“I aspired to be a filmmaker first – the DJ thing sort of came up really as a hobby. I wasn’t making any money off it or anything, it wasn’t really accepted as an instrument. I really didn’t plan on doing it for much longer, and needed to start doing something worthwhile for people, something tangible, like making films. But then all of a sudden, technology has developed in a way, like we have the DVD turntable now, so I was able to realize, hey, I could do that, I could use that. A blending of my crafts. This is a good way for me to present something more than just a music show. Wouldn’t disappoint the fans, but enhance the experience. I think regular DJ sets are kinda boring, it’s all the same things. There’s nothing really to look at – if you’re going to be on stage, there should be something to look at.”
3) Your debut is coming out, of your original stuff –
“It’s going to be something that’s more like a film as opposed to a record. It’s all original stuff, my show mixed with some of the shorts I’ve been working on, it’s going to be interesting. It’ll be done by the end of this year, probably.”
Another noteworthy and wonderful aspect of the Bonnaroo festival was the large-scale greening initiatives. Besides creative recycling displays demonstrating the success of last year’s greening efforts, the festival’s merchandise was made from all organic materials, they used better waste management strategies and cleaner fuel options, and held a partnership with Tennessee company WastAway, which allows for 250 tons of festival garbage to be turned into construction material and park benches to be used at future events. More information regarding Bonnaroo’s greening initiatives can be found here. I say hats off to Bonnaroo in this respect – it’s unbelievably important these days that big festival make these sorts of efforts to change their inevitable environmental impact.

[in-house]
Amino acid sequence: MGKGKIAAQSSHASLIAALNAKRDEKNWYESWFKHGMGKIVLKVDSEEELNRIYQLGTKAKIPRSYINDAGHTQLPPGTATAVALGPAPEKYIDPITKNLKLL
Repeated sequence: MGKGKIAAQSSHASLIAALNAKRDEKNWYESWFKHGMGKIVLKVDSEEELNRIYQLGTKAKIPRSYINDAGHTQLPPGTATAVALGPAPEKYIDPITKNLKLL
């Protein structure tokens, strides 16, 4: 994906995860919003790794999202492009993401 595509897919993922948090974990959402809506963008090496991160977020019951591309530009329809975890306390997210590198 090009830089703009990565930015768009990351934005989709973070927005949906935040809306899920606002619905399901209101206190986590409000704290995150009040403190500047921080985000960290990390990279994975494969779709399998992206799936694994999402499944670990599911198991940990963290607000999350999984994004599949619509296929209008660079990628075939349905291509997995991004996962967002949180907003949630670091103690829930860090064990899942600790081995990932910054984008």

On that note, I caught up with singer-songwriter Ben Jelen while at Bonnaroo, who gave a performance on Friday for an eager crowd. Ben’s identity is not based solely in his music (which you can check out www.benjelen.com), but also in his continued activism and advocacy for change, as you’ll see from the following Q&A:
1) I read that your latest album was the first release of 2007 on Linda Perry’s Custard label – how has that experience been so far?
“So far, the experience has been incredible for me because I came to Linda not really signed anymore and kind of disconcerted with the way that major labels worked, was very skeptical of another producer and she probably sensed that in me and when I played for her – we just had a very organic experience in getting to know each other and it wasn’t such a big stretch to do a whole album. And then from there, it wasn’t such a stretch to say, you know, I don’t like the way I was dealt with at major labels, and I’d rather be on her label. I’m so happy with this new album.”